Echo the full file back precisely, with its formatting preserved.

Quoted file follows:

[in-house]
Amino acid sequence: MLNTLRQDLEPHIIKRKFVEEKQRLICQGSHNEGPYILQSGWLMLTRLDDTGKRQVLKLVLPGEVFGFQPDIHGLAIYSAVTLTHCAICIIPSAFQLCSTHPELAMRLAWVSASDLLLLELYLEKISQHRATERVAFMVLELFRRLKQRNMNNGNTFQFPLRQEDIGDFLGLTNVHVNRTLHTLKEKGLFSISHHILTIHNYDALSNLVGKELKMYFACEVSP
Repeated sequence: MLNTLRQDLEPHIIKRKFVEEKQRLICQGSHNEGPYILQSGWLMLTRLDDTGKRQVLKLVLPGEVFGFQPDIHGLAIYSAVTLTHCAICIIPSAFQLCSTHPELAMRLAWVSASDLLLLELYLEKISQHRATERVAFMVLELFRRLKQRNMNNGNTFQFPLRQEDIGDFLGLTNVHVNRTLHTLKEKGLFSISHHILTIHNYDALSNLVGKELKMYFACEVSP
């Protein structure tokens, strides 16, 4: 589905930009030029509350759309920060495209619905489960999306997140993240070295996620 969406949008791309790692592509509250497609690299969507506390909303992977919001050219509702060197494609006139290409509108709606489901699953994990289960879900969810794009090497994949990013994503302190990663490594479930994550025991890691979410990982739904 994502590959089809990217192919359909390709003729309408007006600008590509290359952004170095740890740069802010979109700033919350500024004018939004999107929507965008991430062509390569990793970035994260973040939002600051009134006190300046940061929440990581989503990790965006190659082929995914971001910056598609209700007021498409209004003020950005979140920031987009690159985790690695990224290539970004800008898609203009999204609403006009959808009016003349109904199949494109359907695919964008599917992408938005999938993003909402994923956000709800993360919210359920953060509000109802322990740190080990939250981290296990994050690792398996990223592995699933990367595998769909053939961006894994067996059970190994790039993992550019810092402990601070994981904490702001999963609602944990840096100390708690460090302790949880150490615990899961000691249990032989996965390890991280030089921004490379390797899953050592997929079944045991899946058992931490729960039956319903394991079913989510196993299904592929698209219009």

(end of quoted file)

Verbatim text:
[in-house]
Amino acid sequence: MLNTLRQDLEPHIIKRKFVEEKQRLICQGSHNEGPYILQSGWLMLTRLDDTGKRQVLKLVLPGEVFGFQPDIHGLAIYSAVTLTHCAICIIPSAFQLCSTHPELAMRLAWVSASDLLLLELYLEKISQHRATERVAFMVLELFRRLKQRNMNNGNTFQFPLRQEDIGDFLGLTNVHVNRTLHTLKEKGLFSISHHILTIHNYDALSNLVGKELKMYFACEVSP
Repeated sequence: MLNTLRQDLEPHIIKRKFVEEKQRLICQGSHNEGPYILQSGWLMLTRLDDTGKRQVLKLVLPGEVFGFQPDIHGLAIYSAVTLTHCAICIIPSAFQLCSTHPELAMRLAWVSASDLLLLELYLEKISQHRATERVAFMVLELFRRLKQRNMNNGNTFQFPLRQEDIGDFLGLTNVHVNRTLHTLKEKGLFSISHHILTIHNYDALSNLVGKELKMYFACEVSP
């Protein structure tokens, strides 16, 4: 589905930009030029509350759309920060495209619905489960999306997140993240070295996620 969406949008791309790692592509509250497609690299969507506390909303992977919001050219509702060197494609006139290409509108709606489901699953994990289960879900969810794009090497994949990013994503302190990663490594479930994550025991890691979410990982739904 994502590959089809990217192919359909390709003729309408007006600008590509290359952004170095740890740069802010979109700033919350500024004018939004999107929507965008991430062509390569990793970035994260973040939002600051009134006190300046940061929440990581989503990790965006190659082929995914971001910056598609209700007021498409209004003020950005979140920031987009690159985790690695990224290539970004800008898609203009999204609403006009959808009016003349109904199949494109359907695919964008599917992408938005999938993003909402994923956000709800993360919210359920953060509000109802322990740190080990939250981290296990994050690792398996990223592995699933990367595998769909053939961006894994067996059970190994790039993992550019810092402990601070994981904490702001999963609602944990840096100390708690460090302790949880150490615990899961000691249990032989996965390890991280030089921004490379390797899953050592997929079944045991899946058992931490729960039956319903394991079913989510196993299904592929698209219009």